When we see x-rays of teeth with ECR the tooth will sometimes have an apical radiolucency.  Many times the tooth appears to be in good shape other than the ECR and that leads us to believe the external cervical resorption causes necrosis of pulpal tissue.  However, if one is to accept that trauma is a risk factor for ECR development, one must consider that the trauma is the cause for both the ECR and the necrotic pulp. Hence although the two diagnosis are correlated one may not be causative of the other. Take this case for example.  If #7 was the only tooth with an apical radiolucency then one may assume the ECR is the cause for the necrosis.  However, the fact that #8 also has necrosis as well strongly points to anterior trauma being the probable culprit for both teeth having apical radiolucencies.

We know the pulp defends itself from external cervical resorption lesions with a pericanalar resorption-resistant sheet or PRRS for short.

What is the pericanalar resorption-resistant sheet or PRRS?

Pericanalar resorption-resistant sheet is the name given to the material that forms around the pulp of teeth that have external invasive cervical resorption. The PRRS forms as a protective measure against the resorption and it consists of predentin, dentin, and eventually reparative (bonelike) tissue apposition.  The thickness of PRRS varies and at least some of it eventually turns into reparative bonelike tissue. Below is one of the coolest videos if you are a dental nerd, check out the PRRS running throughout!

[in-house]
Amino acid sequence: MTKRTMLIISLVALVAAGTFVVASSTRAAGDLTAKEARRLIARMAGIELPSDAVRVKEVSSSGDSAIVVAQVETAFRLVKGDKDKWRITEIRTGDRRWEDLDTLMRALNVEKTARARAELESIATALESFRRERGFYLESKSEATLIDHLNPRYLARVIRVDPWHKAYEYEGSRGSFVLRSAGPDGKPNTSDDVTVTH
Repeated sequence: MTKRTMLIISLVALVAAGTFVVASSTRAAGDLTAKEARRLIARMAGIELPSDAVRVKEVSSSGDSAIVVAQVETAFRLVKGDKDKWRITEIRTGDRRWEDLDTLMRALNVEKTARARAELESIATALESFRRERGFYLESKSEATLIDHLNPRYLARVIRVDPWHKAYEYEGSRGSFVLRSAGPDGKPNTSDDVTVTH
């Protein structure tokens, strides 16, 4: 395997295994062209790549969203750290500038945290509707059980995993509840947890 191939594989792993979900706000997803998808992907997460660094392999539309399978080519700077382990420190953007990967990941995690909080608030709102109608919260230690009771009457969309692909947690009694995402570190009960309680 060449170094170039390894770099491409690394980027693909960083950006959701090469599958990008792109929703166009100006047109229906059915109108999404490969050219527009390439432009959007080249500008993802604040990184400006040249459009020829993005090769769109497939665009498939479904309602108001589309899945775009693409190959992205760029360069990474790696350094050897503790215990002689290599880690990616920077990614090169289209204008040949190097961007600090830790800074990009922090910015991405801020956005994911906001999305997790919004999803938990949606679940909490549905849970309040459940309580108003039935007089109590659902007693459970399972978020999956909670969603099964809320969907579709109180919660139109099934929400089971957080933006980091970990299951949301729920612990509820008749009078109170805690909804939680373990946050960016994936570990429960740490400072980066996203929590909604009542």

Is no treatment for external cervical resorption the best option?

This is my believe and seems to have support in Mavirdou 2016 JOE article when they show the lesions fill in with a bone like material. I think many dentists see something different and, like a surgeon, jump to a surgical intervention.  ECIR often eventually show repair attempts via the formation of osteoid tissue.

external cervical resorption treatmentAnother x-ray from August of 2023

ECIR over 20 years now.

Another case that is stable or improving.

ECIR improvement over the years.

Dentaltown has several nice threads on resorption cases that include the one shown above.

resorption results in this x-ray
If resorption is left alone this can be the radiographic result. The patients often no symptoms and there is no evidence of this clinically.

Heithersay classification and treatment recommendations for Extra Canal Invasive Resorption (ECIR).

I feel the recommendations are overly aggressive in light of Mavirdou article above but those are merely my thoughts and go against the commonly held beliefs in our profession. This an excellent reference that Dr. Herbert put together on the Heithersay classification.

Invasive Cervical Root Resorption, External Cervical Resorption, and External invasive cervical root resorption – Oh My!

Lots of names but all the same biological process and same are synonyms.

Cases with External cervical resorption or internal resorption that I am not treating but monitoring.

External cervical resorption treatment options

ECIR treatment option
Almost 7 year recall on ECIR

Image of molar internal resorption

Is there such a thing as internal resorption?

Some argue that there is not and that some external resorption just looks like internal. Although internal does seem to have resorption just in the pulpal chamber while ECIR stays out of the chamber. Then there is a case like this below that looks like internal resorption but upon filling looks like might be ECIR. Could also be an internal resorption with a large lateral accessory canal too.

Internal resorption with a lateral accessory canal